A Letter from Jürgen Moltmann

Less than three weeks ago I mailed a letter to the famous German Reformed theologian Jürgen Moltmann,  and have already received a very gracious response. He even signed the theologian trading card I enclosed with my letter! (I’m going to go out on a limb and say that there probably aren’t very many other theology nerds out there who can say that they have a signed Jürgen Moltmann card. Just sayin’….)

I discovered Moltmann a little over two years ago and have since read about 14 of his books, all of which have been very helpful. And as you might guess from the name of this blog, I’ve been a bit mesmerized with his writing, which has provoked much theological reflection and transformation in my own life during that time. I am currently slowly re-reading The Crucified God with some friends right now (which is why I have been attempting to do a blog series on the book). I mentioned this group study to Moltmann in my letter and he included greetings to us as a “group of theologians” in his reply. I realize that Moltmann is the sort to say that “everyone is a theologian”, but I’ll still take it as a complement!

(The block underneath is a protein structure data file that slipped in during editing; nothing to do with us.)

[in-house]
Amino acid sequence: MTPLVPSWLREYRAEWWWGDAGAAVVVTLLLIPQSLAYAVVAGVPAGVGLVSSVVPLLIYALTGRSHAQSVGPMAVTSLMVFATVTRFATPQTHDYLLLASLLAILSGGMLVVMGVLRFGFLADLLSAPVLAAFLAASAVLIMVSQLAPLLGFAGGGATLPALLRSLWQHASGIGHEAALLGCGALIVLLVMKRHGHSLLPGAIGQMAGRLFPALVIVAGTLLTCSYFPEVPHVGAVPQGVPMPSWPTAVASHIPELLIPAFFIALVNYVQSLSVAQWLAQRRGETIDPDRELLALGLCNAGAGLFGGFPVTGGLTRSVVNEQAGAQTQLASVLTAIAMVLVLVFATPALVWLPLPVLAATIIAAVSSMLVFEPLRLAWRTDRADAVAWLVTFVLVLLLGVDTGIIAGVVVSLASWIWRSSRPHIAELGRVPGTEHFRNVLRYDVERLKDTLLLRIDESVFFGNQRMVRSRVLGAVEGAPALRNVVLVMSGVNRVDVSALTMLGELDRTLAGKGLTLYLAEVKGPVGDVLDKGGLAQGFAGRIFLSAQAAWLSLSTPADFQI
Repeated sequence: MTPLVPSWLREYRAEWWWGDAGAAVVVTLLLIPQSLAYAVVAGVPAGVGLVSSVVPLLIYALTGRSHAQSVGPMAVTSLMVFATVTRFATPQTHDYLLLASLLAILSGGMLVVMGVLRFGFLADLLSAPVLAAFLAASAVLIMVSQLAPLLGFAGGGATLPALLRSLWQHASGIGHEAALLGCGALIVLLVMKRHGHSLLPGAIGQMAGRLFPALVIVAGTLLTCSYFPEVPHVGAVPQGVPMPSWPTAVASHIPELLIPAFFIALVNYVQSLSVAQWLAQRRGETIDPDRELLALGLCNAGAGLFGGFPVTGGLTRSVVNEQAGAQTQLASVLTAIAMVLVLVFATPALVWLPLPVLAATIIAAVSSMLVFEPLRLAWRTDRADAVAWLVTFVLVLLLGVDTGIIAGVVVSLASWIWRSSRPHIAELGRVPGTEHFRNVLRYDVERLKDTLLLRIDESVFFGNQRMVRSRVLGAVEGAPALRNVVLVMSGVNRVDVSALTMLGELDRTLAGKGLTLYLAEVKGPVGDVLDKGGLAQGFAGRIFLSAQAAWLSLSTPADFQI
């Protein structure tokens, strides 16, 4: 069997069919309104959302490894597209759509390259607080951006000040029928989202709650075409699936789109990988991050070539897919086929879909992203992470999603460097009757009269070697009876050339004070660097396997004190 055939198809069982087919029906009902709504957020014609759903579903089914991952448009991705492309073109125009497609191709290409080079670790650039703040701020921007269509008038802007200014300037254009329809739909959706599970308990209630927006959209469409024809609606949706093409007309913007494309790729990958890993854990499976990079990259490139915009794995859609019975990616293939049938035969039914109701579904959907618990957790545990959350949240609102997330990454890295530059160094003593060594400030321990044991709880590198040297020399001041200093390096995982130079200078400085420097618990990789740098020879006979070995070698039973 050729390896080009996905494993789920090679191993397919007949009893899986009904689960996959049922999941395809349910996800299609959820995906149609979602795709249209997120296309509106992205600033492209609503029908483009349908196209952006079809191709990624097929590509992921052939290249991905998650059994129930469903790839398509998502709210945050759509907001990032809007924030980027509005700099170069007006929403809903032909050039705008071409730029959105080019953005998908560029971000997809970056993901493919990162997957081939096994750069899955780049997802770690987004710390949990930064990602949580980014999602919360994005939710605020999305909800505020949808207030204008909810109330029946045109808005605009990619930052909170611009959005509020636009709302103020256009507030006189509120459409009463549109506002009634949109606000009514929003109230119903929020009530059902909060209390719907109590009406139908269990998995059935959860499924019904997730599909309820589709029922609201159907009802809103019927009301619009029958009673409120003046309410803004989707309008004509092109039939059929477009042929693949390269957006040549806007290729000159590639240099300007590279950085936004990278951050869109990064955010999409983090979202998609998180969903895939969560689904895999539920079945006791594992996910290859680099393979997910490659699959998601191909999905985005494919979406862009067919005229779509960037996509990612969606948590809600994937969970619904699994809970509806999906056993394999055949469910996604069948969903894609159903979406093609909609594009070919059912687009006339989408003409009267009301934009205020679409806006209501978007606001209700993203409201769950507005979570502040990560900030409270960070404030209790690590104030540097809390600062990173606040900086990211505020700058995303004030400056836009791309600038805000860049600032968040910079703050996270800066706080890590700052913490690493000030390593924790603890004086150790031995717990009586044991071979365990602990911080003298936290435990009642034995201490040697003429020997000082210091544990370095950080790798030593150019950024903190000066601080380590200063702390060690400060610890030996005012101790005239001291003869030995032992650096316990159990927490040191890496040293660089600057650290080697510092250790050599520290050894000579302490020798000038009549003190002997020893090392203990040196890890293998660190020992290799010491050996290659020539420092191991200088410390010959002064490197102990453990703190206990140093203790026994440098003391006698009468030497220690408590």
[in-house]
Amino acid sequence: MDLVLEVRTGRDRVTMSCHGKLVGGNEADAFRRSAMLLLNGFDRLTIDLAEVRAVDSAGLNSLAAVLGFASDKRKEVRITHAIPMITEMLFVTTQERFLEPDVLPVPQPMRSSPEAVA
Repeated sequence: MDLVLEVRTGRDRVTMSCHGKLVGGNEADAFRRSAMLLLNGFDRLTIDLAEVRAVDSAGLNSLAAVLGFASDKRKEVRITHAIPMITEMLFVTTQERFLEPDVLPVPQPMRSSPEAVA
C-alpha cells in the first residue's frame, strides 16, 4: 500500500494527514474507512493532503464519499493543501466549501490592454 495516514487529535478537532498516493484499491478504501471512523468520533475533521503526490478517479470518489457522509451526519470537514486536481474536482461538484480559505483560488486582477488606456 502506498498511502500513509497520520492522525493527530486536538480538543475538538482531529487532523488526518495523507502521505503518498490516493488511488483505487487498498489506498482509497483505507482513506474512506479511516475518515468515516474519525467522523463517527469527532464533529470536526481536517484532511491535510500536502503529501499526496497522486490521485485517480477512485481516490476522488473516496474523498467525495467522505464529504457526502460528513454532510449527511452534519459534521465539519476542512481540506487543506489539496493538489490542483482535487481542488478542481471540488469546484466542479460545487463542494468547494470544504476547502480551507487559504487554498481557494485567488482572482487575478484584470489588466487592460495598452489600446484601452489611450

Anyway, in my short letter to Moltmann I thanked him for his many contributions to theology, which I regard as an incredible blessing to myself personally and to the whole church. I also asked him a question about the possibility of universalism articulated in The Coming of God as it relates to tradition. Here was my question:

Your section on “The Restoration of All Things” in The Coming of God has given me much to think about in terms of the possibility of Christian Universalism – that on the other side of judgment, perhaps all will be reconciled through Christ. My Reformed friend Wyatt Houtz (you may remember the letter he wrote you a few months ago) often points out to me that there is a much stronger case for universalism within Reformed thought than in the Wesleyan-Arminian thought of my tradition. I wonder if you have any insights on that? Do you feel that the Reformed faith gave you special insight into this universal horizon? To share in this hope need I come closer to the Reformed faith, or might there be something embedded in the tradition of my evangelical Wesleyan origin?

Here is his reply (with a text version below the scan):

Dear Ben Merritt,
It was most kind of you to write, and I thank you for your letter as a sign of trust. I like people who read theology in order to understand what they believe and to explore what they don’t yet believe. For me personally theology is an adventure of ideas and insights into the divine mystery. But you have read my life-story and know what my theological passion is.